This research examined Blatts personality styles in relation to overall interpersonal distress and problems in affiliation and dominance of young adults with difficulties in establishing long-term romantic relationships. Participants were 141 (73 males and 68 females) young adults comprising two groups: with difficulties in establishing longterm romantic relationships and without such difficulties. They completed the Depressive Experiences Questionnaire and the Mental Health Index (MHI), and they and their friend completed the Inventory of Interpersonal Problems (IIP-C). Self-criticism and dependency contributed to greater self-reported interpersonal distress, over and above MHI depression and anxiety, while efficacy moderated the effects of these vulnerabilities. Self-criticism contributed to the friend's report of interpersonal distress only for those without difficulties in long-term romantic relationships. The findings are discussed in terms of Blatt's theory on interpersonal relatedness and self-definition in young adult's personality development and the complementary ways the personality styles influence the interpersonal world.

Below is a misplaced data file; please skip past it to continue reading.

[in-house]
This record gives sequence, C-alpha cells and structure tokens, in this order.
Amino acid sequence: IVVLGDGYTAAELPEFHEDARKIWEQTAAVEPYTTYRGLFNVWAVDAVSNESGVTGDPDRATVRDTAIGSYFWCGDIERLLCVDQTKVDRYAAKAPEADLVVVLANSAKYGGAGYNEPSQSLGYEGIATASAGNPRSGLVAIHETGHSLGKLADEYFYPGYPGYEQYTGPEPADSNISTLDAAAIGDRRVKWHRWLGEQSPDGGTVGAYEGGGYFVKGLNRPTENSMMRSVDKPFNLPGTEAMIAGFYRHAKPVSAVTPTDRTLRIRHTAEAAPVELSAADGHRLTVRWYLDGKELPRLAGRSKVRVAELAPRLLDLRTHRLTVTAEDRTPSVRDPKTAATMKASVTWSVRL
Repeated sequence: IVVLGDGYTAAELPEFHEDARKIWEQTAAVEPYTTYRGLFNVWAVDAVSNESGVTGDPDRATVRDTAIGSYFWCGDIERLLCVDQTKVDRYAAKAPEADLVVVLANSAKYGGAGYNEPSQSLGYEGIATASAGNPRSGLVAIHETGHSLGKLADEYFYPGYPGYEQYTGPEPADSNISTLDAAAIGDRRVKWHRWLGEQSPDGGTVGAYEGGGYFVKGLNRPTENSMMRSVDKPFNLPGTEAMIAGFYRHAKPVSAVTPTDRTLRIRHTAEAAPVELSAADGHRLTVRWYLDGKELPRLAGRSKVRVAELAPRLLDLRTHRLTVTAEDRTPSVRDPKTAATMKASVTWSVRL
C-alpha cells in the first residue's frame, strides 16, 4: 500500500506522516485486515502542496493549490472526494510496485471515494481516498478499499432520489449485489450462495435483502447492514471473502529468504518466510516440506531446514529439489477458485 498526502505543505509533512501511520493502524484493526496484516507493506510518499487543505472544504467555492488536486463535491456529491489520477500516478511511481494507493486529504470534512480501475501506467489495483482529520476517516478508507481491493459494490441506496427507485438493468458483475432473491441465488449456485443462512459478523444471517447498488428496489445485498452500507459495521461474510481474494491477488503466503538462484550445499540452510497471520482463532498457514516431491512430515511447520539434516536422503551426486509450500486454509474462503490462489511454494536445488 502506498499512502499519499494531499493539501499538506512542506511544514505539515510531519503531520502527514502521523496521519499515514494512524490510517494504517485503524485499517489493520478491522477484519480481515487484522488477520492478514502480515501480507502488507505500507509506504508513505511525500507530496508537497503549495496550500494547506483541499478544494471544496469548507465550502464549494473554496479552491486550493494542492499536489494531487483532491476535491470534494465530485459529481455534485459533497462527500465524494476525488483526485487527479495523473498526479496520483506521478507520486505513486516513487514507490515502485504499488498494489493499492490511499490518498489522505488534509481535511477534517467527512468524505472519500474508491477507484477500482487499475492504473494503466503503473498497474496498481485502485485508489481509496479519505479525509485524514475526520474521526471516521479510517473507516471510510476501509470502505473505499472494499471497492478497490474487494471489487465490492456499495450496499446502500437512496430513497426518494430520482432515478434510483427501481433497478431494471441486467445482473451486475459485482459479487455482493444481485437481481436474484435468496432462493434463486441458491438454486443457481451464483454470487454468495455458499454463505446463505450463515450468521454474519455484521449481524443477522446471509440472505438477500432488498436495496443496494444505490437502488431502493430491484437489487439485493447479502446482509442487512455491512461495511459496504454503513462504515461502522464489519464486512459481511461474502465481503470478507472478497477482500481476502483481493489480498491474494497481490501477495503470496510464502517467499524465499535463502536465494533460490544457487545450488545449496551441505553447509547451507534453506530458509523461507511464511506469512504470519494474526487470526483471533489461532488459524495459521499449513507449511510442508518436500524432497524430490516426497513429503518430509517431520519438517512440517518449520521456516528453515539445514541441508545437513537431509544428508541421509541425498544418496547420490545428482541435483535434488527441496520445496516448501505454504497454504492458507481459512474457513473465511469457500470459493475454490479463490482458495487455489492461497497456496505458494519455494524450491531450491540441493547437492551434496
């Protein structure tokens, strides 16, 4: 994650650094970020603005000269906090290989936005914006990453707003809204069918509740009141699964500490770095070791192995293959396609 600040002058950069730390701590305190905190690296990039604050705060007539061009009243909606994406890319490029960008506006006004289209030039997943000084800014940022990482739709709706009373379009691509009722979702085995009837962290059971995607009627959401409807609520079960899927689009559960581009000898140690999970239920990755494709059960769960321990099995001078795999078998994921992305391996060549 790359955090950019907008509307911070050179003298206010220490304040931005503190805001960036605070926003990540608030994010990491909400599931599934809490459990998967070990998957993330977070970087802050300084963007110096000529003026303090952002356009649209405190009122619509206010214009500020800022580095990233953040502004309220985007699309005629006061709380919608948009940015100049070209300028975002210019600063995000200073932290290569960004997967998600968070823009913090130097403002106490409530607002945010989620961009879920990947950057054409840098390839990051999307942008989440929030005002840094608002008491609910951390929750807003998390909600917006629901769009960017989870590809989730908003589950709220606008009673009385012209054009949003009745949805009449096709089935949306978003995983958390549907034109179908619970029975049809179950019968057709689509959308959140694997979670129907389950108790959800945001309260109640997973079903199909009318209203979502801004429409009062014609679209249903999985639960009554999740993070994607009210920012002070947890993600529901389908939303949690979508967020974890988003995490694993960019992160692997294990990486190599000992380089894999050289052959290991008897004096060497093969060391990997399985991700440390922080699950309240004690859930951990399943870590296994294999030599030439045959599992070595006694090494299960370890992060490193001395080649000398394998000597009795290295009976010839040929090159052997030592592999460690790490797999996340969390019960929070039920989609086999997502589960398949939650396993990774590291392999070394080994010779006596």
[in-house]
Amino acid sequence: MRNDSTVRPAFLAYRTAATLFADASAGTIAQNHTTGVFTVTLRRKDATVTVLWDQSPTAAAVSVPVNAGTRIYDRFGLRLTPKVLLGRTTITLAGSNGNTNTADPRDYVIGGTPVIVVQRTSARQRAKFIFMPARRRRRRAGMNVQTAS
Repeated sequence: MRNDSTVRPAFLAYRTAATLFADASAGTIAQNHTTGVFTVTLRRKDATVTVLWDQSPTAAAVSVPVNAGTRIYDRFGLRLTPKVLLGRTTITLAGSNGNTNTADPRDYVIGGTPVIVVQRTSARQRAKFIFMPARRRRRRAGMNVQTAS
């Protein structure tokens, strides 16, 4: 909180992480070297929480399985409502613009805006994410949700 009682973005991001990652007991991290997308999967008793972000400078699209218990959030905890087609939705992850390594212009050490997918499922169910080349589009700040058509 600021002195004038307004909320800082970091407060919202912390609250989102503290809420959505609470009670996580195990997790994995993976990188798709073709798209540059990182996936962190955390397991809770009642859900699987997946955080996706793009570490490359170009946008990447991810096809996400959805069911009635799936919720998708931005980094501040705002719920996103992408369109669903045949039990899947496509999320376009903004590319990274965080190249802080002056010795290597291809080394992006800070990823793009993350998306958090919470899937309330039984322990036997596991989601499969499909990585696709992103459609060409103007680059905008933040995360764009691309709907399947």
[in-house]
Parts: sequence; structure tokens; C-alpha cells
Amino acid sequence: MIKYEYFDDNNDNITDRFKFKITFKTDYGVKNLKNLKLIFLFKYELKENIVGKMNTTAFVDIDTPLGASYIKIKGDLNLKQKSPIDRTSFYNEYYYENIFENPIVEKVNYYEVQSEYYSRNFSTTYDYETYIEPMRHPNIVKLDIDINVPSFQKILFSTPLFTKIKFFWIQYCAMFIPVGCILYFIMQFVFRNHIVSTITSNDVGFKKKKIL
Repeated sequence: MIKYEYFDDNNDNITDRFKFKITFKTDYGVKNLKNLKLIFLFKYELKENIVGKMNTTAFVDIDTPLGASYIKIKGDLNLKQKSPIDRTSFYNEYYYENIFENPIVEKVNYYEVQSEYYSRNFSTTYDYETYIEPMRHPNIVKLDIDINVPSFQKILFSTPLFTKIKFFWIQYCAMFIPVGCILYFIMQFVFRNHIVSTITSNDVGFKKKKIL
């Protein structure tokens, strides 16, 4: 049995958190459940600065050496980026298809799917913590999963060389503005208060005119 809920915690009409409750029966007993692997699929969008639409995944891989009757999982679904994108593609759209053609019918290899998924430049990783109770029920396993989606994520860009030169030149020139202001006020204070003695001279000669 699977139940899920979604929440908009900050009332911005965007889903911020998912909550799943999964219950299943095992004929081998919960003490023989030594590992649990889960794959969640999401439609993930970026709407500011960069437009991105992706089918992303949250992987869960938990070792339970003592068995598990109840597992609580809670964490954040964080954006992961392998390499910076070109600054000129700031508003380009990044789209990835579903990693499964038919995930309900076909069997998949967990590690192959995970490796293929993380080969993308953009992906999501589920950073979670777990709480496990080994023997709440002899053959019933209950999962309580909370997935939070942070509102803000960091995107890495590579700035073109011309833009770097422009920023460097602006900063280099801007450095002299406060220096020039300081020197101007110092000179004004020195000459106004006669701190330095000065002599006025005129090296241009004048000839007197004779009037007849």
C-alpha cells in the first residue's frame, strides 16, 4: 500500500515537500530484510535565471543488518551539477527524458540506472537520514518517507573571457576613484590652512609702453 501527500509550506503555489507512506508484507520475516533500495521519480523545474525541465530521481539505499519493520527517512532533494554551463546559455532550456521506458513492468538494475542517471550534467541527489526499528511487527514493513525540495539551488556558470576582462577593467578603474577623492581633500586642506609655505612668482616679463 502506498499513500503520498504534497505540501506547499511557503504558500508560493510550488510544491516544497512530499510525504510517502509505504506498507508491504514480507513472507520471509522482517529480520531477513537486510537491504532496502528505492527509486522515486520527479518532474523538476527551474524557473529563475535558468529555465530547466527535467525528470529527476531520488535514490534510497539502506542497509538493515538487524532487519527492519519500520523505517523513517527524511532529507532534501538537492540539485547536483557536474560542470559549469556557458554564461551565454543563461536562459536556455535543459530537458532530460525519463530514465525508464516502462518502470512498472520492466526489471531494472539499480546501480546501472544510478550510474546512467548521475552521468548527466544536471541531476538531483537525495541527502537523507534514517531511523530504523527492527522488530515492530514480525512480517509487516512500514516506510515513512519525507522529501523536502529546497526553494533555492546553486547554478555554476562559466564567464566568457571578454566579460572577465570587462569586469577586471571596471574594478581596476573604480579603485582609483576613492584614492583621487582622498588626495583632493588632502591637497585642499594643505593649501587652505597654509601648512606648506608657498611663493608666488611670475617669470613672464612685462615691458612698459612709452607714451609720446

|Number of pages||12|
|Journal||Israel Journal of Psychiatry and Related Sciences|
|State||Published - 2007|
ASJC Scopus subject areas
- Public Health, Environmental and Occupational Health